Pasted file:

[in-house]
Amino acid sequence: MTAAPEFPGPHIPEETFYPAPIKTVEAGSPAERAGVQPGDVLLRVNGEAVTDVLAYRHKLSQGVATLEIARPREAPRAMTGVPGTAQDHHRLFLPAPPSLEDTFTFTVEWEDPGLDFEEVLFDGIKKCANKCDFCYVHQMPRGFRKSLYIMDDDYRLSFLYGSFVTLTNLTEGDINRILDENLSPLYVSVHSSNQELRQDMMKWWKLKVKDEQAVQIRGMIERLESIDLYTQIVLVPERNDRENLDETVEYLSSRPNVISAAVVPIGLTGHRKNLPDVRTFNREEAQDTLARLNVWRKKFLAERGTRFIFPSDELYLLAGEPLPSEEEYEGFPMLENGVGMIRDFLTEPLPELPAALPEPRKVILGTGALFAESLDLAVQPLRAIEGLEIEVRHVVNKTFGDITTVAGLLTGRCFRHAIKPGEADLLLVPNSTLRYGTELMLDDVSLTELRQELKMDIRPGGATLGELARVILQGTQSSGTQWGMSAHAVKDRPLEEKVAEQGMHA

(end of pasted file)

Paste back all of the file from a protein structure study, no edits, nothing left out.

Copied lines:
[in-house]
Amino acid sequence: MTAAPEFPGPHIPEETFYPAPIKTVEAGSPAERAGVQPGDVLLRVNGEAVTDVLAYRHKLSQGVATLEIARPREAPRAMTGVPGTAQDHHRLFLPAPPSLEDTFTFTVEWEDPGLDFEEVLFDGIKKCANKCDFCYVHQMPRGFRKSLYIMDDDYRLSFLYGSFVTLTNLTEGDINRILDENLSPLYVSVHSSNQELRQDMMKWWKLKVKDEQAVQIRGMIERLESIDLYTQIVLVPERNDRENLDETVEYLSSRPNVISAAVVPIGLTGHRKNLPDVRTFNREEAQDTLARLNVWRKKFLAERGTRFIFPSDELYLLAGEPLPSEEEYEGFPMLENGVGMIRDFLTEPLPELPAALPEPRKVILGTGALFAESLDLAVQPLRAIEGLEIEVRHVVNKTFGDITTVAGLLTGRCFRHAIKPGEADLLLVPNSTLRYGTELMLDDVSLTELRQELKMDIRPGGATLGELARVILQGTQSSGTQWGMSAHAVKDRPLEEKVAEQGMHA